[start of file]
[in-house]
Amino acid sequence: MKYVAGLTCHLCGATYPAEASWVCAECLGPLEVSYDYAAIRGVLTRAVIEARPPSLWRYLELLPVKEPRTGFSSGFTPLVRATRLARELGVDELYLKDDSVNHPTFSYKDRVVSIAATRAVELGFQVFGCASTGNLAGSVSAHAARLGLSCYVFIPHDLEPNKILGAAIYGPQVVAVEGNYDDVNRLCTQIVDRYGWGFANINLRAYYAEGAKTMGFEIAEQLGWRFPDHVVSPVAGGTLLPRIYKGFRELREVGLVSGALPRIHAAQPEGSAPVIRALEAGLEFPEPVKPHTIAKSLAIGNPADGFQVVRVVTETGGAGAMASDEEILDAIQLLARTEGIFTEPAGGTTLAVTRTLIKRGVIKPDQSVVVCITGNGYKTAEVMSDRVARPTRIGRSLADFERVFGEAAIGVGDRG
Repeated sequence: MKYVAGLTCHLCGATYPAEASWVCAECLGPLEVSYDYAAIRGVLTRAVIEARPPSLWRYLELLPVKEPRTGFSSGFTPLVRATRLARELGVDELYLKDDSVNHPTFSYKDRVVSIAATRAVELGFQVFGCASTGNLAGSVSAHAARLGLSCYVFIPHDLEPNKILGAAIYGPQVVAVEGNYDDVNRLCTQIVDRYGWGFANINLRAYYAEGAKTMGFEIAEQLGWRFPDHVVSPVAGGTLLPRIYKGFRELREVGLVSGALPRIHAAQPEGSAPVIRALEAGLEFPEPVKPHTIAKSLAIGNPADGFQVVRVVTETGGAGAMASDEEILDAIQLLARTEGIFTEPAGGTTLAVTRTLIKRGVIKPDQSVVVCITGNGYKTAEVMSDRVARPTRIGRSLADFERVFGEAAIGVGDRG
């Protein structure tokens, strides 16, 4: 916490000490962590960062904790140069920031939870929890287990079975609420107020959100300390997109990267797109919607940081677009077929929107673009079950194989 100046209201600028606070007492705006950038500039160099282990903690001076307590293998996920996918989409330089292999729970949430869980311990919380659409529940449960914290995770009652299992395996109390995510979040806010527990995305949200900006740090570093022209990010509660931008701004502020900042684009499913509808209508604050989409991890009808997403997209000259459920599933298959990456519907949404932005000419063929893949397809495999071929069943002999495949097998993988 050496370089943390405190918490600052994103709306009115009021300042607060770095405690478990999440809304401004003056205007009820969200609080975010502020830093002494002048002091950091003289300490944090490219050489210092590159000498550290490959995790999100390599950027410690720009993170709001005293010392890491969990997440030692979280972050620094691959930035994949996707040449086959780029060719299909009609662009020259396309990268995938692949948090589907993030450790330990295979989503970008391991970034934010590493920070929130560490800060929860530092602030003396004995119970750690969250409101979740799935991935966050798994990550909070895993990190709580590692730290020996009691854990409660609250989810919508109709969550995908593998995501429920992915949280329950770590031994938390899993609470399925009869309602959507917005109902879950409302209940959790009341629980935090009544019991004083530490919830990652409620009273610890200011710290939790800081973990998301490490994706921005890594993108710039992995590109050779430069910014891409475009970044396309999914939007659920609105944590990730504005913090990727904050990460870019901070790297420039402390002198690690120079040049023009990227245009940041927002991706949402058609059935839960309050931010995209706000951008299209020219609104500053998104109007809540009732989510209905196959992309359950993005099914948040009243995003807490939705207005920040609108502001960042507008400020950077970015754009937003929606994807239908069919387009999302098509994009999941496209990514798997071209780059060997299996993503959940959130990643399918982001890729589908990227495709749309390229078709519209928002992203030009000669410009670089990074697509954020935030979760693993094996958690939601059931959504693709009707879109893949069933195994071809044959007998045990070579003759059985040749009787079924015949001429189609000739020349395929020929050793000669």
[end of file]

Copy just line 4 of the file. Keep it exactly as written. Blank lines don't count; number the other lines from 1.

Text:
């Protein structure tokens, strides 16, 4: 916490000490962590960062904790140069920031939870929890287990079975609420107020959100300390997109990267797109919607940081677009077929929107673009079950194989 100046209201600028606070007492705006950038500039160099282990903690001076307590293998996920996918989409330089292999729970949430869980311990919380659409529940449960914290995770009652299992395996109390995510979040806010527990995305949200900006740090570093022209990010509660931008701004502020900042684009499913509808209508604050989409991890009808997403997209000259459920599933298959990456519907949404932005000419063929893949397809495999071929069943002999495949097998993988 050496370089943390405190918490600052994103709306009115009021300042607060770095405690478990999440809304401004003056205007009820969200609080975010502020830093002494002048002091950091003289300490944090490219050489210092590159000498550290490959995790999100390599950027410690720009993170709001005293010392890491969990997440030692979280972050620094691959930035994949996707040449086959780029060719299909009609662009020259396309990268995938692949948090589907993030450790330990295979989503970008391991970034934010590493920070929130560490800060929860530092602030003396004995119970750690969250409101979740799935991935966050798994990550909070895993990190709580590692730290020996009691854990409660609250989810919508109709969550995908593998995501429920992915949280329950770590031994938390899993609470399925009869309602959507917005109902879950409302209940959790009341629980935090009544019991004083530490919830990652409620009273610890200011710290939790800081973990998301490490994706921005890594993108710039992995590109050779430069910014891409475009970044396309999914939007659920609105944590990730504005913090990727904050990460870019901070790297420039402390002198690690120079040049023009990227245009940041927002991706949402058609059935839960309050931010995209706000951008299209020219609104500053998104109007809540009732989510209905196959992309359950993005099914948040009243995003807490939705207005920040609108502001960042507008400020950077970015754009937003929606994807239908069919387009999302098509994009999941496209990514798997071209780059060997299996993503959940959130990643399918982001890729589908990227495709749309390229078709519209928002992203030009000669410009670089990074697509954020935030979760693993094996958690939601059931959504693709009707879109893949069933195994071809044959007998045990070579003759059985040749009787079924015949001429189609000739020349395929020929050793000669």